Last week we discussed how music helps us define ourselves as individuals. This week, we examine the power that music has to connect. In a world of segmentation, where we often define ourselves by our differences, music offers a chance for shared experiences: a means of rising above divisions and connecting in an extraordinarily personal way. Understanding the unifying power of music can help brands create messaging that will influence diverse consumers in a meaningful way.
Music and Family: First Connections
As children, our first exposure to music is through our parents and primary caregivers. From the first lullabies used to soothe us, to the educational songs used to teach us foundational skills, music helps us to connect with the people around us. The bonds forged through music connect us with our family, but this connection can extend to strangers as well. A recent study found that children as young as four and five years old prefer companions who like the same type of music as they do. This research shows that the shared experience of listening to music and dancing helps us cultivate relationships and makes us more likely to have positive associations with the people who share our musical preferences.
While brands would be hard pressed to form the same kinds of bonds with people that family members do, they can still harness the goodwill that shared musical experiences give. By forming a genuine, mutually beneficial partnership with an artist, a brand can participate in the communal musical experience with the artist and the target audience, forming an authentic bond between the three, and fostering positive perceptions of the brand.
Music and Community: Broadening Horizons
As we go through our adolescent years, we begin to find our place in the world, shaping our identity through music and other forms of self-expression. We look beyond familial preferences and start to discover music that helps us define who we are and establishes our social circle. As adolescents, our musical preferences are often accompanied by a particular fashion style and personality affectation, as we attempt to find where we “fit in.”
As we enter into adulthood, our musical preferences mature with us. We concern ourselves less with emulating our friends, and more with discovering ourselves. Throughout our personal changes, however, we are still able to maintain relationships through shared musical experiences. We may now have different political or religious views, but we are bonded by the concerts we attended together; the albums we shared with each other; the songs that connect our souls.
Through music, brands can create a sense of community, and elicit an emotional connection with their target audience. By aligning themselves with an artist in a sincere partnership, and helping an artist share their music, a brand becomes a part of the artist’s community, and can form a meaningful connection with fans.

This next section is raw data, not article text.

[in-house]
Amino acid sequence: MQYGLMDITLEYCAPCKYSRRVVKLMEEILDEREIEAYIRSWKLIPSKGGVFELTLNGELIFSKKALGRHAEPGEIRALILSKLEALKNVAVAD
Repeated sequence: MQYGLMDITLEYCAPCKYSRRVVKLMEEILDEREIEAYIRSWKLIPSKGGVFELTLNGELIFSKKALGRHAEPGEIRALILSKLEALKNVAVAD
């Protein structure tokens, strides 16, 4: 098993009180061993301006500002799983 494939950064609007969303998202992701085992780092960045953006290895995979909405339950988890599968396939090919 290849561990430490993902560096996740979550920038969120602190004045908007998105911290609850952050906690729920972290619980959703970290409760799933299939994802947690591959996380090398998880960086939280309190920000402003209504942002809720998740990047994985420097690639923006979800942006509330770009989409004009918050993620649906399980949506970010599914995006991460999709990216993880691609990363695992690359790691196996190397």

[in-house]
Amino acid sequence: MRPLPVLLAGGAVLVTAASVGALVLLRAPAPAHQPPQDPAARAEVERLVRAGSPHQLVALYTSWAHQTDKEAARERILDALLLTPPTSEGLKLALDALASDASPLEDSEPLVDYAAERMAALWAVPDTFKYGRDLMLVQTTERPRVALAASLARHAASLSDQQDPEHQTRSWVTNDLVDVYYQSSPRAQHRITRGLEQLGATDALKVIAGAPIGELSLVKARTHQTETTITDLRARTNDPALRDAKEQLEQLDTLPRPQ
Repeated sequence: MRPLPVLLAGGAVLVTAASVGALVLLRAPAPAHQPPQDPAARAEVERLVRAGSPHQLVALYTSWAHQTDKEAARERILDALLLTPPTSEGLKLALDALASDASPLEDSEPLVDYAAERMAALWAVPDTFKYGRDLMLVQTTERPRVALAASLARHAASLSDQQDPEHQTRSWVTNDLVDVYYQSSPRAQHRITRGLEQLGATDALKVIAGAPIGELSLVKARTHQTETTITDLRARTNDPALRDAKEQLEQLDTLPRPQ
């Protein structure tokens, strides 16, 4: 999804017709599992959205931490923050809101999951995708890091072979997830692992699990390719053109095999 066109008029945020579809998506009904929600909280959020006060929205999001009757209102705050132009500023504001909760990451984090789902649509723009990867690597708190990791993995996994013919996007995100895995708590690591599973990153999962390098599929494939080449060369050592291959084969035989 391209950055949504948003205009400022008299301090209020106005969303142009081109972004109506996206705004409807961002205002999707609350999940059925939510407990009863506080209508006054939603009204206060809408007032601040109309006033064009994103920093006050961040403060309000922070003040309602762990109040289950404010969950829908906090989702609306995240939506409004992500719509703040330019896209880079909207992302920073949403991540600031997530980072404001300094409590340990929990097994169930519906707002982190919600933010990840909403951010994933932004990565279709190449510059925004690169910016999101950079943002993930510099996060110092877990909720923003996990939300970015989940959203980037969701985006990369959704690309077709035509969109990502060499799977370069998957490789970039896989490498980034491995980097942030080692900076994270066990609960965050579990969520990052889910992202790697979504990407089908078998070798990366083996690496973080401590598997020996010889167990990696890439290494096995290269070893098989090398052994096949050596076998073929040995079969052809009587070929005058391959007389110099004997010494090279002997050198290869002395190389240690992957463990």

Music and Society: Community Without Borders
While music helps us to form close-knit communities in “real life,” it also helps us to expand our connections across cultures and across borders. Our Pandora station dedicated to our favorite US rap artist could introduce us to a Swedish swing band with an avid, active fan-base. When we start following the Swedish band, we become connected with people around the world who share our passion for “scrumping jazz.” The members of this community may be separated by miles and oceans, but the bonds formed by a shared love of music are powerful.
Music’s ability to unite people who may not even share a common language is compelling. It should inspire brands to begin to look at what other traits music fandoms share, and how to benefit from these commonalities. The demographic, psychographic, and sociographic data of artists’ fan bases can help brands identify which artist’s audiences to target based on brand objectives.
So How Can Brands Combine the Analytic Power and Emotional Power of Music?
Next week, we will look at how technology has changed the way we discover and share music and how brands can use modern technology to map the massive amount of consumer behavioral data available to artists and brands. We will also look at the way artists can use this data to make strategic and authentic business decisions that further their music careers. Bri Bagwell, an independent country artist and Music Audience Exchange alumna, used our MAX Artist Matching Engine™ and her campaign analytics to learn more about her fan base. Bri learned that her fans were DIY enthusiasts and she was able to leverage this information into a successful partnership with HGTV. We’ll tell you more about Bri, and examine the technology behind the marriage of music and marketing.
Music Audience Exchange (MAX) was founded in 2014 with a mission to help champion incredible music and the artists who make it through strategic, data-driven partnerships with brands. MAX brings brands into the music promotional space in a way that puts engaging content into the world through a value-exchange model that drives the brand's objectives, and elevates breakthrough bands along the way.If you’d like to learn more about Music Audience Exchange and what a music promotion program would look like for your brand, send us a note.